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Indoor Nutritional Growing For The Cold Months

Indoor Nutritional Growing For The Cold Months
Our next #30in30 #nutritionmonth blog post is from Steve Green, Network Coordinator for the Windsor Essex County Community Garden Collective. Thank you  for submitting!
 
In my role as Network Coordinator for the Community Gardens and Urban Agriculture in Windsor and Essex County, I am regularly confronted with the question about affordable fresh food in the cold months. Citizens are willing and able to engage in food production in the warm weather but are often stumped when it comes to what to do when mercury drops below zero. While the snow interrupts much of our growing, our homes can provide a perfect environment for small scale and nutritious food production. Here are a few examples of what can be done on a very small scale.
 
Sprouts
One of the easiest foods to grow indoors, sprouts can be grown on your window ledge and be ready to eat in less than a week. There are many varieties of sprouts that you can grow. You can even purchase sprout seed mixes custom to your own tastes. Or, you can purchase a bag of mung beans at the grocery store and sprout them at home tonight. Bean sprouts seem to be a favourite of children and are an easy and fun way to introduce them to the concept of growing your own food. It’s cheap and very low risk. It does not require any special equipment. Soak and rinse. Repeat. Once you acquire your sprouting seed, you’re ready to grow. I keep it very simple and still only use a mason jar and some netting on the top of the jar to do my daily rinse. Here is one good link to get you started. There are plenty more on the web. Sprout Peoeple also have a great breakdown on the nutritional value of sprouts.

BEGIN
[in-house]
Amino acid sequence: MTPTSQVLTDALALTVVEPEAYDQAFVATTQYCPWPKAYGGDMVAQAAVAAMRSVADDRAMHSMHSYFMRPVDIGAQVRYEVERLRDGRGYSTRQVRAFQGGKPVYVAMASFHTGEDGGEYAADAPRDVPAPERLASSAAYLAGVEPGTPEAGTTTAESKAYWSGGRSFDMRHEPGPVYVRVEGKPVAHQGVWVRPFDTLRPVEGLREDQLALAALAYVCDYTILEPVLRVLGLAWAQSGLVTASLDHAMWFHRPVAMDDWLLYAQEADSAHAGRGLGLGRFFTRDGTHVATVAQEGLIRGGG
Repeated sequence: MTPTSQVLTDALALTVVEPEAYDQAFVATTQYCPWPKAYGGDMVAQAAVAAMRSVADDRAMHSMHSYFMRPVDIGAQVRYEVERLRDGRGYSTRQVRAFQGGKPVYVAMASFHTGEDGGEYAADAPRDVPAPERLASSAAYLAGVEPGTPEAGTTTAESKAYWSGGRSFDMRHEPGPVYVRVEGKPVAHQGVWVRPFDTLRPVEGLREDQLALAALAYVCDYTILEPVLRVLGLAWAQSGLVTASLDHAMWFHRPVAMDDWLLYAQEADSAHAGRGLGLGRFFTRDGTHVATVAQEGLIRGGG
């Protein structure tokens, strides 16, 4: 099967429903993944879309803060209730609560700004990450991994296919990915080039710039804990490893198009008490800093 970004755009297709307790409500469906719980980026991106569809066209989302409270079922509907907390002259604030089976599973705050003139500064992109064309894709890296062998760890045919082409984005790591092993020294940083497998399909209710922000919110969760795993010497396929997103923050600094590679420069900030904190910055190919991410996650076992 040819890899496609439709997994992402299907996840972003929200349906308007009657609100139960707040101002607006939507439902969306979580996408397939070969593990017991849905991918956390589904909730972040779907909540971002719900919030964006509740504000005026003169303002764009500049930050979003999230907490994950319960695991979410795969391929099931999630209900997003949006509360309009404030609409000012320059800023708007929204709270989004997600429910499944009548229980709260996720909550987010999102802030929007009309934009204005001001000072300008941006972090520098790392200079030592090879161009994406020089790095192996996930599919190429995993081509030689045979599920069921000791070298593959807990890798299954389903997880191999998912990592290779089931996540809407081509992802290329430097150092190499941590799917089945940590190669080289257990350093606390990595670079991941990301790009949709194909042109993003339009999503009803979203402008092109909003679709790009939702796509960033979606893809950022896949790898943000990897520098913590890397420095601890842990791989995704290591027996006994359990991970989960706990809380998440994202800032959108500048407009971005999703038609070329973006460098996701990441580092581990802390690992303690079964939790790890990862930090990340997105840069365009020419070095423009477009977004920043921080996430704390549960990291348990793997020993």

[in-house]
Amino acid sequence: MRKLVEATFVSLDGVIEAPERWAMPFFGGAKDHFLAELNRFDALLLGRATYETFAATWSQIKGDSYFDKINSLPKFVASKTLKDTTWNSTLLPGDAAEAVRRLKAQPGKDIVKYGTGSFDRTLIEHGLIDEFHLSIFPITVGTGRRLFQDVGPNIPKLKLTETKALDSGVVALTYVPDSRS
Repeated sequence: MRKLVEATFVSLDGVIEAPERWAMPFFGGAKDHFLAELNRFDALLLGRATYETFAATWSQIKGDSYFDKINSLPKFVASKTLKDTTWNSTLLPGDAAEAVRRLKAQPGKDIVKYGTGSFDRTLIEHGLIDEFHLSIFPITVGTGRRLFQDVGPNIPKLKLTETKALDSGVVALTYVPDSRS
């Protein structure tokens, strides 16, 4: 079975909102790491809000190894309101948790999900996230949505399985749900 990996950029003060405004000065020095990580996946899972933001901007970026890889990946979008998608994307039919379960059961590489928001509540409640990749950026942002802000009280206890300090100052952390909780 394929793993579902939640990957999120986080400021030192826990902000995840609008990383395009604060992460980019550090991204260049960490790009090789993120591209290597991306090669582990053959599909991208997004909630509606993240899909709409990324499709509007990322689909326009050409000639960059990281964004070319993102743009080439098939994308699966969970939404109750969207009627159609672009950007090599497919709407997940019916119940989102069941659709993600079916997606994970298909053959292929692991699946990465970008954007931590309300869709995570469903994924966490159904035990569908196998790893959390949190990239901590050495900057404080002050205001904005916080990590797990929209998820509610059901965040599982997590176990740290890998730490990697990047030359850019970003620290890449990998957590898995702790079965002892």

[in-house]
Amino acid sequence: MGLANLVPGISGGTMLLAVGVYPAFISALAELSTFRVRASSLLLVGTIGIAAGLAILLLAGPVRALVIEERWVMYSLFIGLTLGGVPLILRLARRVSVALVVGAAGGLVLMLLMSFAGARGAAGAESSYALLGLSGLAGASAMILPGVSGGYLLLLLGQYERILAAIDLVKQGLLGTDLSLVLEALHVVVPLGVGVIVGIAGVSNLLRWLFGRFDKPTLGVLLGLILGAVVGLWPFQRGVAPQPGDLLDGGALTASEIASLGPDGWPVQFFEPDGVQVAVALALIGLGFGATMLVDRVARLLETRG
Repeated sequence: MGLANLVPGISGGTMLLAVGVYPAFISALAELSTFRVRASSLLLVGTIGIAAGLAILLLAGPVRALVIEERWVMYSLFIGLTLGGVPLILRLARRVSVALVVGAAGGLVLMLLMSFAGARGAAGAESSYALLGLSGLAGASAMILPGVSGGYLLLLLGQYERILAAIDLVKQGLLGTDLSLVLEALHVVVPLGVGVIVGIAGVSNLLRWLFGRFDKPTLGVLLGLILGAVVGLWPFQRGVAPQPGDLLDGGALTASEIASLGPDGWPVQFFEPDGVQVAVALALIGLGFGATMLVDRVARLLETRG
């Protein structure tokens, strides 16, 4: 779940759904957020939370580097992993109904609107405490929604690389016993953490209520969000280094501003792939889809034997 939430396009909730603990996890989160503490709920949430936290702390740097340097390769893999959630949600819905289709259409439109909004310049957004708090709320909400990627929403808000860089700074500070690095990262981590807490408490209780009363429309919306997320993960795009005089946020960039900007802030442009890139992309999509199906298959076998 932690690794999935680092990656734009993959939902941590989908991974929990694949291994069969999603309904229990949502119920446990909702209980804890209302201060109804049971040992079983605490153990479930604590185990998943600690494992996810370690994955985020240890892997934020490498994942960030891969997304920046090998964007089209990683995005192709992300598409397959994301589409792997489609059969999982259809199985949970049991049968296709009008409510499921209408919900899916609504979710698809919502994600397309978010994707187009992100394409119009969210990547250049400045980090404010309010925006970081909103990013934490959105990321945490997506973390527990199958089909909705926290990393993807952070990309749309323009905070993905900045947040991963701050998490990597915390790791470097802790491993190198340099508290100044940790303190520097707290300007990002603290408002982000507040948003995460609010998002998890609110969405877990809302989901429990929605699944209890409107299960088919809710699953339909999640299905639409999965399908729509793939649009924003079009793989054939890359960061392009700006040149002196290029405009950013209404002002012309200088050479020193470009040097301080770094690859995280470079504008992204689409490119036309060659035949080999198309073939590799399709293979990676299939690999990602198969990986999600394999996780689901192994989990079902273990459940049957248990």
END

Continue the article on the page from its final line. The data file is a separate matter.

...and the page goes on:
Lettuce, Kale, and Greens
Another easy food source can be salad greens. Lettuce, baby kale, mizuna and the whole family of greens are rather easy to grow inside. You can use the traditional medium of soil and grow them in a small pot or container, if that is what you prefer. I use a more industrious method of growing. I prefer to grow my greens in hydroponic bins. I take a plastic bus bin (the kind you find servers carrying dishes back to the kitchen) and use them as ‘bubbler bins’. This method is a little more intensive. It requires about $10 in supplies and a small-scale air pump (the kind you would use for aquarium). Greens are grown in baskets that hang down through the lid of the bin and get fed some organic plant food. You can grow a variety of greens in the growing medium and have a salad bowl growing inside your house. Warning, your cats will also like these greens! Here is a link for a bin that does not use an air pump, and here is a link for the type of system that I make.
 
Herbs, Flowers, Tomatoes and Peppers
Many of our herb family will grow just fine in the house. I leave mine in the windowsill and bring a few into my outdoor greenhouse so that we have chives and some basil during the winter time. Treat them as you would any other plant. I also uprooted a few of my cherry tomato plants and enjoy cherry tomatoes right into December. My pepper plants are still growing strong and producing hot peppers and it is February. There are many varieties of edible flowers that will grow inside that you can add to your salad, as well. Don’t be afraid to try some of these nutritional and decorative additions. You might just like it. Here is a link to Rodale’s 10 Best Herbs to grow indoors over the wintertime.
 
Steve Green is the Network Coordinator for the Windsor Essex County Community Garden Collective, a network of community gardens and urban agriculture projects. He is also the General Manager of the Downtown Windsor Farmers Market, a thriving seasonal farmers market located in the heart of downtown Windsor, Ontario. www.wegarden.ca

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